PU$$Y, MONEY, WEED: Is that YOUR
PERCEPTION of Hip Hop?
Why are we told to ‘turn that music off- it’s offensive!’ when we’re listening to what we
personally feel is soul speaking music, yet we are bombarded with pop music in all
social media platforms. It’s on the radio, TV advertisements, or shopping malls we are
forced to listen to mainstream music. What if we find that offensive? However, Hip
Hop is considered as being a ghetto and gangster genre, often being dismissed in
mainstream media because of this social construct. It’s often criticised within society as
people generally feel that the lyrics are explicit, misogynistic and derogative, giving it a
negative vibe. In truth, hip hop used to be a culture
where everything was aimed to create a counter voice to a dominant way of
thinking, where those who ever felt singled out were able to relate, which I too can relate.
N.W.A are arguably known as the ‘godfathers’ of political hip hop as they commonly rapped
about the problems young adults were facing due to the colour of their skin during the
1980’s in Compton. Similarly, Public Enemy started the same kind of revolution in New York.
Their most influential song, ‘Fight the Power’ really speaks for itself. The divisive lyrics both
groups used behind a rhythmic beat, let them break down the barriers between music and
youth culture, giving them an identity. Through their use of explicit lyrics, NWA
and Public Enemy told their listeners about the prejudice people like themselves faced in
society whilst narrating their personal experiences, like a story.
The slack lyrics they were using tried to delete the control they faced, due to stereotyping which unfortunately is
still common in today’s society, as people just assume that young people are obnoxious, lazy
and rude. However, young people could (and still can) relate to what NWA and Public
Enemy stood for, feeling a sense of social solidarity- they were not alone. Following their
footsteps, 2Pac and Biggie changed the game during the nineties (famous for being the
golden age of hip hop). 2pac is legendary for his conscious rap talent, which exceeded the
audiences’ expectations of Hip Hop. This is probably how young people feel today when
they’re listening to their favourite rappers like Kendrick Lamar, J- Cole and Kanye West who
are also narrating their experience.
Nowadays, artists have recreated the political agenda of hip hop, which rebels against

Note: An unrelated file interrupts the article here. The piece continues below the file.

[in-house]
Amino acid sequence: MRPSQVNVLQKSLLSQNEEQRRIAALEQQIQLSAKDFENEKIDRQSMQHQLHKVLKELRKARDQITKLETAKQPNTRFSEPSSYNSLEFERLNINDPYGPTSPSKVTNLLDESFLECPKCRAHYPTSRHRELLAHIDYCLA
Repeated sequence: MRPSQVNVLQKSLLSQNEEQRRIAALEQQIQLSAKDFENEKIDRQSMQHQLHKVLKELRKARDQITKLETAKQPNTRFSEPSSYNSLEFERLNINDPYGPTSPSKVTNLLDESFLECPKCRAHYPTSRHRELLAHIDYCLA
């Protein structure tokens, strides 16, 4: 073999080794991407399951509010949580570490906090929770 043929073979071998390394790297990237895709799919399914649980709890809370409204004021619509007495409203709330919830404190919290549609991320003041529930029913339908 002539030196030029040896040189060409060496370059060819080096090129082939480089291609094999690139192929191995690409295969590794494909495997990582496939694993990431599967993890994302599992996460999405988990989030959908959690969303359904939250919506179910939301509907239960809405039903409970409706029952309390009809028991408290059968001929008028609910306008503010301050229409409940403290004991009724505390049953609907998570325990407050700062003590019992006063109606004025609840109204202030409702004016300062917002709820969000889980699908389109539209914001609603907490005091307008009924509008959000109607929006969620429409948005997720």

capitalist and dominant values, through the use of ambiguous content which doesn’t always
suffice with dominant values, attitudes and beliefs. Kanye West is always criticised within
the media but his music has a depth that doesn’t meet the eye. New Slaves refers to
modern day slavery and the legal system, but most people think it’s Kanye being Kanye. If
you listen to him, he isn’t a cocky narcissist, but instead has understood the
importance of loving, appreciating and believing in yourself which is something he is trying
to promote. He successfully extracted the poem ‘Bitter Sweet’ within his album which was
written as an expression against the lynching of innocent people executed by the KKK in the
1930’s so he sampled the song ‘Strange Fruit’ by Nina Simone into Blood on the Leaves. The
political agenda behind the song highlights how hip hop isn’t all about ‘pussy, money, weed’
but instead has a deeper contextual significance which should not be forgotten.
Kendrick Lamar is also a rapper who generally doesn’t rap about materialistic items, but
instead chooses to narrate his experience growing up, trying to relate to everyone else as a
means to escape normality. To Pimp a Butterfly discusses issues of race and masculinity
which could be argued as being controversial. Hood Politics discusses the politics behind
where he grew up, which many of his listeners have also experienced, coming from a similar
background. He also raps about his opinions on American politics and what happens behind
the rap scene where he is completely standing up for his own opinion against what is
considered as norm. What’s even more elevating, is that he discusses his depression and alcoholism which is kind of deep in
terms of being daring as he is going against what is considered as masculine in ‘da hood’.
Tyler the Creator has another approach to hip hop, and is highly controversial in terms of his
choice of topics as his lyrics convey messages of violence, sexuality, misogyny and
homophobia. This is done through his post-modern way of thinking as he has adjusted to
contemporary society, by learning that the fresh generation do have freedom to express
themselves and so they should, even if they’re not fitting in with what’s considered as being
normal. Tyler the Creator tries to use his lyrics to help these young people express their
freedom by feeling comfortable and rapping about subjects they may think or feel is frowned
upon he often talks about fapping which,can be considered as offensive.
So, is there more to Hip Hop than ‘pussy, money, weed’? People shouldn’t forget that Hip
Hop was established as a means to create a protest, as the music carries influential
messages but are delivered using a different approach to mainstream tracks. In the same
breathe, it is clear that many rappers in today’s hip hop culture do exceedingly well in terms
of addressing and encouraging serious social and political issues, letting the audience enjoy
their music and express themselves through music which isn’t in the popular domain. Artists
should be able to express their experiences and celebrate their success without the stigma
which may repress them. Music shouldn’t be disregarded because of its explicit content; it
only add to its excellence.
STRAIGHT OUTTA COMPTON – A story narrating the Hip-Hop culture through the eyes of NWA is out today in cinemas. I am extremely proud of this movie, and recommend everyone to watch it, as it may just change societies outlook on the music genre I love.